The end result is that a person will be able to talk to Siri, but do so without any sort of visual feedback. Ultimately, this is the sort of interaction that Apple is going for anyway. The device doesn’t need a screen (but may have one like the iPod Nano) because the interface is completely invisible. Much like the iPod Shuffle’s tiny form factor that can still communicate with the user, the new “wearable computer” does not have to be anything more than a gateway. The magic of the iPod Shuffle is that it feels like it’s so much bigger. The power of the new wearable computer is not that it is super fast and spec’ed to the gills. The power is that it feels like the world is no more than a question away.
Dick Tracy would be jealous.
Navigating the latter half of this year of my life has been treacherous. Let’s leave it at that.
Apple’s new iPhone 4S continues to sell well, while competition from other phone manufacturers remains steady. In recent news, the focus has shifted away from the iPad and the tablet space, back to the iPhone vis a vis the competition. Competitors need to put out a real alternative to Siri, which really won’t happen because Siri is a thing, an entity unto itself, one that everyone has his or her own personal experience with. I just don’t think any voice interface will do. The experience has to be wholly natural, use no jargon or “commands”, and needs to integrate into the OS in a way that is basically ubiquitous. Good luck to everyone on designing that.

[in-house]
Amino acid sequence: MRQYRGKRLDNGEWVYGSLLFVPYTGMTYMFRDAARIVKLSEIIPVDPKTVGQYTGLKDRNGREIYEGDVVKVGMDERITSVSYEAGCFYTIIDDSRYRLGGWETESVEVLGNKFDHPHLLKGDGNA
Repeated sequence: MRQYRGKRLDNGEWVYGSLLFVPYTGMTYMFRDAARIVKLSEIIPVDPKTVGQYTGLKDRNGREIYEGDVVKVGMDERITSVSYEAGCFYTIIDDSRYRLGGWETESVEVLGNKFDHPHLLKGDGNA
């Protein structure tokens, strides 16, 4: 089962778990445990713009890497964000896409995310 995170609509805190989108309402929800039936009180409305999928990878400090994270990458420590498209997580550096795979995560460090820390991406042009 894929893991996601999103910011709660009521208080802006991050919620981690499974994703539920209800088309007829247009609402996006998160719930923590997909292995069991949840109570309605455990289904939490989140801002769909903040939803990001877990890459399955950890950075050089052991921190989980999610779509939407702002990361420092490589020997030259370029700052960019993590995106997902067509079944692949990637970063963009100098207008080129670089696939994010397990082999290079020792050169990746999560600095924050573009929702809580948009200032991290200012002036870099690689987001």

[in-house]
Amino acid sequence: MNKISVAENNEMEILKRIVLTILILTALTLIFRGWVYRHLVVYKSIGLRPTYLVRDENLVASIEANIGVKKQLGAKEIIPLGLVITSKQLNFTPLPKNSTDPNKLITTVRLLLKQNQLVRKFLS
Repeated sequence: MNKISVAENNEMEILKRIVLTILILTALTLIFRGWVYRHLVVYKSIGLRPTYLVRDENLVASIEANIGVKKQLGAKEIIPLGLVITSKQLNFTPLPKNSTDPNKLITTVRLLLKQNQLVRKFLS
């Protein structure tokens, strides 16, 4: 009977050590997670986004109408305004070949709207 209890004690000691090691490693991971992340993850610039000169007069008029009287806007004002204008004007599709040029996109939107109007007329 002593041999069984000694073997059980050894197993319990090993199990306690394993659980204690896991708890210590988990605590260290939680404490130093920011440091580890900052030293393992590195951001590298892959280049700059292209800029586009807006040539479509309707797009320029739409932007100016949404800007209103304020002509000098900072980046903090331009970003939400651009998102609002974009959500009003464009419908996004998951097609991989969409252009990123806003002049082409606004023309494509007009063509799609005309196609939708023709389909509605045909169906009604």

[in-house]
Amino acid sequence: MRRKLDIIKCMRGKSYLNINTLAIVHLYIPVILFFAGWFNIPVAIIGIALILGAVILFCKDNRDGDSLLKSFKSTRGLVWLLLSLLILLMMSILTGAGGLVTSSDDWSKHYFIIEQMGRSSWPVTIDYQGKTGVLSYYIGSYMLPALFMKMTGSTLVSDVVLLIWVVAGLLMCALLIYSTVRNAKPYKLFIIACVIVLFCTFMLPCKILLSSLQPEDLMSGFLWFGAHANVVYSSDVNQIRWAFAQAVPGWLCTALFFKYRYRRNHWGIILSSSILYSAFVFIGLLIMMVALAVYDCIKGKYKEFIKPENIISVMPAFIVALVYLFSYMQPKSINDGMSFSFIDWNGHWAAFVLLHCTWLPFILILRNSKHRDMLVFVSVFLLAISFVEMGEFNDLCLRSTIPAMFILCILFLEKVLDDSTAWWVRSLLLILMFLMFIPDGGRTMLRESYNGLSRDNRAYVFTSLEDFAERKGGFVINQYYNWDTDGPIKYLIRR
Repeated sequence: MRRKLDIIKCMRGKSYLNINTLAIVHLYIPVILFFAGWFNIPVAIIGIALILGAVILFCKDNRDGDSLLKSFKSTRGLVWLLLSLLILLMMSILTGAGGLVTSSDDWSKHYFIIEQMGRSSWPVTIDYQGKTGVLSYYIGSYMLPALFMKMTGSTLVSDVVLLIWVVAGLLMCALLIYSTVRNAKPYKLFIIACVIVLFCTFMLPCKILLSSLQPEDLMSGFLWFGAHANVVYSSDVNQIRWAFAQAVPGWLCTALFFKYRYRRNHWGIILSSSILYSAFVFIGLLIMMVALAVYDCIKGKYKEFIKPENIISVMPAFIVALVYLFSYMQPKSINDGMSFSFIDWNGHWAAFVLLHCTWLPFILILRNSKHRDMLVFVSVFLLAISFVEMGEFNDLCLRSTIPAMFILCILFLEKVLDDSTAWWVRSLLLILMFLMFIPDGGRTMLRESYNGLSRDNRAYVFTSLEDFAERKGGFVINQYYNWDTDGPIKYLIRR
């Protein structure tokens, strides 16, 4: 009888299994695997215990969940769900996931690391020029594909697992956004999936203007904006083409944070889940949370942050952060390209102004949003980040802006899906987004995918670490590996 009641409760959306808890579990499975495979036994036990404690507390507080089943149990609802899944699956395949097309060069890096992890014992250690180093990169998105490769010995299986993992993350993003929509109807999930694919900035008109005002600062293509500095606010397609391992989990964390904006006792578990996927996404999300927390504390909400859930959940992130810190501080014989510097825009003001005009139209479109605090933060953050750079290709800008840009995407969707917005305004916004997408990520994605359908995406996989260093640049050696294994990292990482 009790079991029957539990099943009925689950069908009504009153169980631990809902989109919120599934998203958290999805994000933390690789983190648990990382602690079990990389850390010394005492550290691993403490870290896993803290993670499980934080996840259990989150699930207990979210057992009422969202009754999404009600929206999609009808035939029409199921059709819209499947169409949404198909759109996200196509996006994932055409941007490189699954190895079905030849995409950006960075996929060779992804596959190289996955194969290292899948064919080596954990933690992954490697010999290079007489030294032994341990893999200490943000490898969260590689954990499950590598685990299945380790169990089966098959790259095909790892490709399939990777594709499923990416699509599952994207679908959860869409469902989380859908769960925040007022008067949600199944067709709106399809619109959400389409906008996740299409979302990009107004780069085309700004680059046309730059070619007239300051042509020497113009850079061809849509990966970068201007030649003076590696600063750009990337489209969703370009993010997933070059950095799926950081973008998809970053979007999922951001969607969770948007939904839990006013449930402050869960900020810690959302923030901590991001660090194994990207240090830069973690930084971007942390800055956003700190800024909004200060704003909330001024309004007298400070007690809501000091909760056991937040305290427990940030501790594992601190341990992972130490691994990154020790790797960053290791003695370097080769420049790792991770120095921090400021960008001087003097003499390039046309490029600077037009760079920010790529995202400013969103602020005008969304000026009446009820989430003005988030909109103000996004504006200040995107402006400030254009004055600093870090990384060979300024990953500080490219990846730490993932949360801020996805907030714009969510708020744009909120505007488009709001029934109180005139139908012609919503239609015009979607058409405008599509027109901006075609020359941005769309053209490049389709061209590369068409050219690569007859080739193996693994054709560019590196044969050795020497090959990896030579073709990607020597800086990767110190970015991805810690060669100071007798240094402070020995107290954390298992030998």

The iPad is also the only game in town when it comes to an authentic tablet experience. Yet, news surrounding the iPad and the tablet market has quieted of late. There was a tablet sporting nVidia’s new Tegra processor that was released and supposed to kill the iPad. I…maybe I missed that one? Doesn’t look like anyone’s favorite fruit-flavored tablet friend is in the crosshairs, so perhaps this new “Transformer Prime” is just waiting for Shia? Dunno.
Furthermore, other tablets that I’ve seen miss the point, entirely. Have you seen the Kindle Fire? Ouch. I was traveling at the time that it was released, but there was nothing about it that made me want to use it. I picked one up at a kiosk, hoping to walk away from the experience with my eyebrows still raised. Upon taking my seat at the gate, I found my eyebrows in their normal resting position. Mission failed, Amazon.
The problem is that all these companies are all playing catch-up, trying to create value in a market that is valued on features that Apple defines. It’s a tough market to be in, and it’s getting more crowded every day.